Buddhist Relic Veneration in Asia
Embodying the Dharma explores the centrality of relic veneration in Asian Buddhist cultures. Long disregarded by Western scholars as a superstitious practice reflecting the popularization of “original” Buddhism, relic veneration has emerged as a topic of vital interest in the last two decades with the increased attention to Buddhist ritual practice and material culture. This volume includes studies of relic traditions in India, Japan, Tibet, Sri Lanka, and Thailand, as well as broader comparative analyses, including comparisons of Buddhist and Christian relic veneration.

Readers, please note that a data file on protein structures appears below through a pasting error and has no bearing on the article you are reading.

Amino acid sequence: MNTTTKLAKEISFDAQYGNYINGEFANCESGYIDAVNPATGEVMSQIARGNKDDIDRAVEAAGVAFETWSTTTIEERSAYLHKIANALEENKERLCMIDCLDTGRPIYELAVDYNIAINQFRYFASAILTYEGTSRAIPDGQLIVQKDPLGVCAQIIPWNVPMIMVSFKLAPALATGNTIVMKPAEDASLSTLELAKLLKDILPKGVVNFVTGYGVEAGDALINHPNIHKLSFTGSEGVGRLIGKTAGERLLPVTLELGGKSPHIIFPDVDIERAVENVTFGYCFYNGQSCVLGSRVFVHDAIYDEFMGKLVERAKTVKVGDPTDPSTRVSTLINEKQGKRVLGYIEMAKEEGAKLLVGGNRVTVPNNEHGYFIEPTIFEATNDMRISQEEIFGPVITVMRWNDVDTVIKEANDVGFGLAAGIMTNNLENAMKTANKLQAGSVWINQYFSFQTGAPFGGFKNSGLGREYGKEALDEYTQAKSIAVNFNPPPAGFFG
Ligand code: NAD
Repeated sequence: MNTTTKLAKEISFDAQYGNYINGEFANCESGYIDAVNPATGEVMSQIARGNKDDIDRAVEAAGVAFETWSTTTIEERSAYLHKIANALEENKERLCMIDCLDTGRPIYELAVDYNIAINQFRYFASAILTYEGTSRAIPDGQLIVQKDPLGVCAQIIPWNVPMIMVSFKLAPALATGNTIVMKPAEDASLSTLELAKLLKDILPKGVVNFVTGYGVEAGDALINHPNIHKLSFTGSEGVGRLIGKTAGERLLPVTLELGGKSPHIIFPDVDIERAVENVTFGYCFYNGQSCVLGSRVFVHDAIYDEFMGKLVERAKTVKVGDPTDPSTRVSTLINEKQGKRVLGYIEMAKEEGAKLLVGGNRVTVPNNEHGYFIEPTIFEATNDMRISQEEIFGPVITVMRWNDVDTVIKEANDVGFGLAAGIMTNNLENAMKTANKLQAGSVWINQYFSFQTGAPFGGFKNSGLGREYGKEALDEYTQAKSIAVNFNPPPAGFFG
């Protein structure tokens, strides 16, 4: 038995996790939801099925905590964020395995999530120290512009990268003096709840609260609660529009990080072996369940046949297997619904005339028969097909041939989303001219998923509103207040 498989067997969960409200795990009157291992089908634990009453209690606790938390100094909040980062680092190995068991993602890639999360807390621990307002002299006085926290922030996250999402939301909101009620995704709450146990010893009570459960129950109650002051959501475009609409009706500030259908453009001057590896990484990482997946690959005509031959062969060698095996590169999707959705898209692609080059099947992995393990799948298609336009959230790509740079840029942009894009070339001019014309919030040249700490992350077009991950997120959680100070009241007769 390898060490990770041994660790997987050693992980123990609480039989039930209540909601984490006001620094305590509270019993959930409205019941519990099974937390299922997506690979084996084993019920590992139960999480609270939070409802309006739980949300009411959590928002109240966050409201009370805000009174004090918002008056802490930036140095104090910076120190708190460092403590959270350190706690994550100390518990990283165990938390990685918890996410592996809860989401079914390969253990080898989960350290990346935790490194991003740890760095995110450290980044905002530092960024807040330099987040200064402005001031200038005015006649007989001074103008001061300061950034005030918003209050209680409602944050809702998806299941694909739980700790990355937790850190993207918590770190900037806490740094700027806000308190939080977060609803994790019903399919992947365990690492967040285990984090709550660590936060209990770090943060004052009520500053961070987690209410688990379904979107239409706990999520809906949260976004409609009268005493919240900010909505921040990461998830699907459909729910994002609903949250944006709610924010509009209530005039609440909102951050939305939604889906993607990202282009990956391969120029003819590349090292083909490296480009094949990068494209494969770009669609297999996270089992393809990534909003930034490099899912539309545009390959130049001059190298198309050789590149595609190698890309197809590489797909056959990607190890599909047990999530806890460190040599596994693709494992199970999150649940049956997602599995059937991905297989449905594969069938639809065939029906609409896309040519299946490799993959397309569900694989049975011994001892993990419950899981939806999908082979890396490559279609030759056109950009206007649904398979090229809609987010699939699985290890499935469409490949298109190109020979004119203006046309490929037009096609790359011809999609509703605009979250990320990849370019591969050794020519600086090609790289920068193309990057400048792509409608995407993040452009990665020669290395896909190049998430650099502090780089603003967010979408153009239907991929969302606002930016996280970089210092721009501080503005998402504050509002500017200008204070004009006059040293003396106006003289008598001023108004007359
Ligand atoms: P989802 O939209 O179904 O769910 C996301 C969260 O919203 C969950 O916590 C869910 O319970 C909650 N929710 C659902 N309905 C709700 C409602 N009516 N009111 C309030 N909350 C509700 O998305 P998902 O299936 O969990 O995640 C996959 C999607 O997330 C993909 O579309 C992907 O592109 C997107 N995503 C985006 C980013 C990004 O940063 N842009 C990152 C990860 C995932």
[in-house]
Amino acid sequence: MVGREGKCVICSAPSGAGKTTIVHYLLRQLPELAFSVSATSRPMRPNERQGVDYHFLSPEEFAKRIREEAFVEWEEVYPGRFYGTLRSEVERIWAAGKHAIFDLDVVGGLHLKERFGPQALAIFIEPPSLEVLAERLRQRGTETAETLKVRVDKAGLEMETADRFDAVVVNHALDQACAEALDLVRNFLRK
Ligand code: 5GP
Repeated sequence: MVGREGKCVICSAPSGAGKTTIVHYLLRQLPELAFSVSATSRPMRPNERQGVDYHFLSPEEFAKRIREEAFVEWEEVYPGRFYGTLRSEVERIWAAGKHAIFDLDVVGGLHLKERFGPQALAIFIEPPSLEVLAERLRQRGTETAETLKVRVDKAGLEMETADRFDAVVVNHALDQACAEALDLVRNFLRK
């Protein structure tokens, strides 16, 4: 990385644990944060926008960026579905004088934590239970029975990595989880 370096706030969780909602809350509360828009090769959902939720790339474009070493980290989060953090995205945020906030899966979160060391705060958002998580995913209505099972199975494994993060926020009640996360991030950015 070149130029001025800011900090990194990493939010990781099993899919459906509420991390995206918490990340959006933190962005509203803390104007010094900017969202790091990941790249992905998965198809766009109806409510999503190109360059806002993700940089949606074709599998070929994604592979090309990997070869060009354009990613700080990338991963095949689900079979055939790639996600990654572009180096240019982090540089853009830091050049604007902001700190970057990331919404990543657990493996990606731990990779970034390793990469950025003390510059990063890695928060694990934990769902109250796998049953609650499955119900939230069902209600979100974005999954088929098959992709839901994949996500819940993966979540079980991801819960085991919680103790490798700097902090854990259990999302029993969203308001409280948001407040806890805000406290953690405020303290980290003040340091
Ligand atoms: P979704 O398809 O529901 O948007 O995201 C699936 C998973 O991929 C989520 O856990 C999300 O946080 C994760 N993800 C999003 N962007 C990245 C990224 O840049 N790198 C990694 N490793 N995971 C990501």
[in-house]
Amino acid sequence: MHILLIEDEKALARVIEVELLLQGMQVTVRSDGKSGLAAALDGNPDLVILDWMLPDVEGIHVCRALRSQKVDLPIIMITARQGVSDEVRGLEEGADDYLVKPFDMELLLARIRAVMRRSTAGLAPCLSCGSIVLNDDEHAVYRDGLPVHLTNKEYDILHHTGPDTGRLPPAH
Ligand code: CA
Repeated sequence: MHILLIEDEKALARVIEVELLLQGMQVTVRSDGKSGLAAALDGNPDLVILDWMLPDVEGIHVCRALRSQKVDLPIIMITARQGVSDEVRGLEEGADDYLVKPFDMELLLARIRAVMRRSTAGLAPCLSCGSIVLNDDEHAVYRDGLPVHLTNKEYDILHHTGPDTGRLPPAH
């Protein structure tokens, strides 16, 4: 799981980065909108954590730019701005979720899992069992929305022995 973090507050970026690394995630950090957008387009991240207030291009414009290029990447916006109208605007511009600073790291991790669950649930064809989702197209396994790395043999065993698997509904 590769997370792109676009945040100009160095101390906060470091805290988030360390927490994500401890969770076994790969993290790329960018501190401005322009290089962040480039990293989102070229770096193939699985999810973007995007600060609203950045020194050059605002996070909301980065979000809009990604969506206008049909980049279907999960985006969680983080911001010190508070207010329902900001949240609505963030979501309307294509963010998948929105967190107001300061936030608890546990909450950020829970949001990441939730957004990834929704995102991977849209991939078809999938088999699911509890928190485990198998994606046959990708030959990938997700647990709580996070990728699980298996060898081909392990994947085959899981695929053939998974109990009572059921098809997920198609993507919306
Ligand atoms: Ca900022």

Innovation and Activism in Contemporary Japan
Experimental Buddhism highlights the complex and often wrenching interactions between long-established religious traditions and rapid social, cultural, and economic change. Based on ethnographic fieldwork and archival research, it is one of the first studies to give readers a sense of what is happening on the front lines as a growing number of Buddhist priests try to reboot their roles and traditions to gain greater significance in Japanese society.